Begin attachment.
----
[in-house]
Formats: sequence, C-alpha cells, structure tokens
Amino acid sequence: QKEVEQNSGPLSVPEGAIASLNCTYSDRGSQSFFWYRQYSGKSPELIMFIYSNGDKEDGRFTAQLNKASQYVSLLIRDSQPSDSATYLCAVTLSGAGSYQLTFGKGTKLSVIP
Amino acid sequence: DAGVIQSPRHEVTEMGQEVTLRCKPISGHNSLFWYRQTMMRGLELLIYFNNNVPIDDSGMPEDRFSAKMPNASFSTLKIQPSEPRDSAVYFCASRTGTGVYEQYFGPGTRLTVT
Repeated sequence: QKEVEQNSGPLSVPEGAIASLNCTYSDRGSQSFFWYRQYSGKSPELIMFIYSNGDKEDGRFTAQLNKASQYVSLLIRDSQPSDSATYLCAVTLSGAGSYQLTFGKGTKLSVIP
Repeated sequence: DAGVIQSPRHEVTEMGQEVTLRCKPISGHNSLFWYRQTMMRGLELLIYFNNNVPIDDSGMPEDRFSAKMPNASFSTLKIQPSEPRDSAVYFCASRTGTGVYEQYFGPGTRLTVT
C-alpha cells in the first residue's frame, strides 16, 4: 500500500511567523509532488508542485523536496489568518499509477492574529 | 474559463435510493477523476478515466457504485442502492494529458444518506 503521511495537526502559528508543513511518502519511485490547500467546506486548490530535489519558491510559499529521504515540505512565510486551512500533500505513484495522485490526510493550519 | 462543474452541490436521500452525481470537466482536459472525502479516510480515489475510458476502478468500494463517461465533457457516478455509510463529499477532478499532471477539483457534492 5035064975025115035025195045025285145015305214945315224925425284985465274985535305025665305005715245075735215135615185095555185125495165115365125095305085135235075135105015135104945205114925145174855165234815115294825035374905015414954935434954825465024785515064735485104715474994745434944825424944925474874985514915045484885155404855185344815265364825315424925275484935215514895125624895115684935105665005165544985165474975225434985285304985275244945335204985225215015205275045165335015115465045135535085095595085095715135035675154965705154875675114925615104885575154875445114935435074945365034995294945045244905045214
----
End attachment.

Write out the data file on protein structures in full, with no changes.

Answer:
[in-house]
Formats: sequence, C-alpha cells, structure tokens
Amino acid sequence: QKEVEQNSGPLSVPEGAIASLNCTYSDRGSQSFFWYRQYSGKSPELIMFIYSNGDKEDGRFTAQLNKASQYVSLLIRDSQPSDSATYLCAVTLSGAGSYQLTFGKGTKLSVIP
Amino acid sequence: DAGVIQSPRHEVTEMGQEVTLRCKPISGHNSLFWYRQTMMRGLELLIYFNNNVPIDDSGMPEDRFSAKMPNASFSTLKIQPSEPRDSAVYFCASRTGTGVYEQYFGPGTRLTVT
Repeated sequence: QKEVEQNSGPLSVPEGAIASLNCTYSDRGSQSFFWYRQYSGKSPELIMFIYSNGDKEDGRFTAQLNKASQYVSLLIRDSQPSDSATYLCAVTLSGAGSYQLTFGKGTKLSVIP
Repeated sequence: DAGVIQSPRHEVTEMGQEVTLRCKPISGHNSLFWYRQTMMRGLELLIYFNNNVPIDDSGMPEDRFSAKMPNASFSTLKIQPSEPRDSAVYFCASRTGTGVYEQYFGPGTRLTVT
C-alpha cells in the first residue's frame, strides 16, 4: 500500500511567523509532488508542485523536496489568518499509477492574529 | 474559463435510493477523476478515466457504485442502492494529458444518506 503521511495537526502559528508543513511518502519511485490547500467546506486548490530535489519558491510559499529521504515540505512565510486551512500533500505513484495522485490526510493550519 | 462543474452541490436521500452525481470537466482536459472525502479516510480515489475510458476502478468500494463517461465533457457516478455509510463529499477532478499532471477539483457534492 5035064975025115035025195045025285145015305214945315224925425284985465274985535305025665305005715245075735215135615185095555185125495165115365125095305085135235075135105015135104945205114925145174855165234815115294825035374905015414954935434954825465024785515064735485104715474994745434944825424944925474874985514915045484885155404855185344815265364825315424925275484935215514895125624895115684935105665005165544985165474975225434985285304985275244945335204985225215015205275045165335015115465045135535085095595085095715135035675154965705154875675114925615104885575154875445114935435074945365034995294945045244905045214